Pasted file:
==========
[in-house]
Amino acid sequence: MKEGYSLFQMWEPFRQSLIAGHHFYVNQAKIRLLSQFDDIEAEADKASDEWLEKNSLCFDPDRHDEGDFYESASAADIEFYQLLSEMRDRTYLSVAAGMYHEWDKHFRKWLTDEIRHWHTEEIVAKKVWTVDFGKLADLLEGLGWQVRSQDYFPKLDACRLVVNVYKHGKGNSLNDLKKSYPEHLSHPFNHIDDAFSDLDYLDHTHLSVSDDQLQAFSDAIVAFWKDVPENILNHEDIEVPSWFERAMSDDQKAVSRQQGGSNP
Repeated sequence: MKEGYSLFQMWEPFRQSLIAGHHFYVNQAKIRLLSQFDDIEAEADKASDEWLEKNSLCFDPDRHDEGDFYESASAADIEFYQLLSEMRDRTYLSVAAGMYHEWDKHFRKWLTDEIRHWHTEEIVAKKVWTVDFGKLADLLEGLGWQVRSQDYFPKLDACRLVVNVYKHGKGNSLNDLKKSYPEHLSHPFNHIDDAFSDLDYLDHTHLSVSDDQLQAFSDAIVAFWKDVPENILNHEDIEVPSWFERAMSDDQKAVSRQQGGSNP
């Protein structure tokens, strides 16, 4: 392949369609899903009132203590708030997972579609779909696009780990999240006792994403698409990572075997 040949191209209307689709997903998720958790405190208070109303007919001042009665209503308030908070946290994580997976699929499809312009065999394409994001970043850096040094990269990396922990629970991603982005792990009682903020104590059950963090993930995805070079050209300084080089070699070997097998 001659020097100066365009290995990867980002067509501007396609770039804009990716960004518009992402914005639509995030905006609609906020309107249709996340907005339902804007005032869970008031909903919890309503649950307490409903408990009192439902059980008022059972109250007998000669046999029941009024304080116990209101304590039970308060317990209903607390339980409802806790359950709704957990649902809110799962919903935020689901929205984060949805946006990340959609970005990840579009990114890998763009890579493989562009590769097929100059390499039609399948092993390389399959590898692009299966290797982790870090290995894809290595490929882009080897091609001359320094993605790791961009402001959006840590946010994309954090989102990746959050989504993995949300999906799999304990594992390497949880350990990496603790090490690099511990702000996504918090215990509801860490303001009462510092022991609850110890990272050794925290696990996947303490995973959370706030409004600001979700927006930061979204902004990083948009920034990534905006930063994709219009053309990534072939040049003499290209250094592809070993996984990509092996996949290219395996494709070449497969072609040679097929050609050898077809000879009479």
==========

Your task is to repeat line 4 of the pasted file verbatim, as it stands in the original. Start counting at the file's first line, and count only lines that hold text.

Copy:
């Protein structure tokens, strides 16, 4: 392949369609899903009132203590708030997972579609779909696009780990999240006792994403698409990572075997 040949191209209307689709997903998720958790405190208070109303007919001042009665209503308030908070946290994580997976699929499809312009065999394409994001970043850096040094990269990396922990629970991603982005792990009682903020104590059950963090993930995805070079050209300084080089070699070997097998 001659020097100066365009290995990867980002067509501007396609770039804009990716960004518009992402914005639509995030905006609609906020309107249709996340907005339902804007005032869970008031909903919890309503649950307490409903408990009192439902059980008022059972109250007998000669046999029941009024304080116990209101304590039970308060317990209903607390339980409802806790359950709704957990649902809110799962919903935020689901929205984060949805946006990340959609970005990840579009990114890998763009890579493989562009590769097929100059390499039609399948092993390389399959590898692009299966290797982790870090290995894809290595490929882009080897091609001359320094993605790791961009402001959006840590946010994309954090989102990746959050989504993995949300999906799999304990594992390497949880350990990496603790090490690099511990702000996504918090215990509801860490303001009462510092022991609850110890990272050794925290696990996947303490995973959370706030409004600001979700927006930061979204902004990083948009920034990534905006930063994709219009053309990534072939040049003499290209250094592809070993996984990509092996996949290219395996494709070449497969072609040679097929050609050898077809000879009479």